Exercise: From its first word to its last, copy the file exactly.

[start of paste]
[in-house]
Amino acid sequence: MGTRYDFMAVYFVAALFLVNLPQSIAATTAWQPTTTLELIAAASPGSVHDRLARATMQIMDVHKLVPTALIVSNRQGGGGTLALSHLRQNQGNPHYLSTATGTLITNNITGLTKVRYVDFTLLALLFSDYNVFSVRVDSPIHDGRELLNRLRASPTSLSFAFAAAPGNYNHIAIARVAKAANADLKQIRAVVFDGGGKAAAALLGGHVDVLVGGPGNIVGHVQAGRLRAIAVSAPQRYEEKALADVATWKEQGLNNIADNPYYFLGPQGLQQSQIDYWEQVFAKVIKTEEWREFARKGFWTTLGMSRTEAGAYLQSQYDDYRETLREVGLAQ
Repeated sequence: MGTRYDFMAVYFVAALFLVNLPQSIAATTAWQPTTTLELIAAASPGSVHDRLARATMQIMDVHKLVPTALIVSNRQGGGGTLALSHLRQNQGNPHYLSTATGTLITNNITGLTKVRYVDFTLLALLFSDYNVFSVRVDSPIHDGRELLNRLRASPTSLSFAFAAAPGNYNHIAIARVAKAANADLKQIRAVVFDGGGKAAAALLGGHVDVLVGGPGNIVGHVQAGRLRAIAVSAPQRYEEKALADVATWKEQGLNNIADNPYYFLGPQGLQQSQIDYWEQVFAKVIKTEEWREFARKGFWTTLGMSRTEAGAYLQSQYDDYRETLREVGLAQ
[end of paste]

[in-house]
Amino acid sequence: MGTRYDFMAVYFVAALFLVNLPQSIAATTAWQPTTTLELIAAASPGSVHDRLARATMQIMDVHKLVPTALIVSNRQGGGGTLALSHLRQNQGNPHYLSTATGTLITNNITGLTKVRYVDFTLLALLFSDYNVFSVRVDSPIHDGRELLNRLRASPTSLSFAFAAAPGNYNHIAIARVAKAANADLKQIRAVVFDGGGKAAAALLGGHVDVLVGGPGNIVGHVQAGRLRAIAVSAPQRYEEKALADVATWKEQGLNNIADNPYYFLGPQGLQQSQIDYWEQVFAKVIKTEEWREFARKGFWTTLGMSRTEAGAYLQSQYDDYRETLREVGLAQ
Repeated sequence: MGTRYDFMAVYFVAALFLVNLPQSIAATTAWQPTTTLELIAAASPGSVHDRLARATMQIMDVHKLVPTALIVSNRQGGGGTLALSHLRQNQGNPHYLSTATGTLITNNITGLTKVRYVDFTLLALLFSDYNVFSVRVDSPIHDGRELLNRLRASPTSLSFAFAAAPGNYNHIAIARVAKAANADLKQIRAVVFDGGGKAAAALLGGHVDVLVGGPGNIVGHVQAGRLRAIAVSAPQRYEEKALADVATWKEQGLNNIADNPYYFLGPQGLQQSQIDYWEQVFAKVIKTEEWREFARKGFWTTLGMSRTEAGAYLQSQYDDYRETLREVGLAQ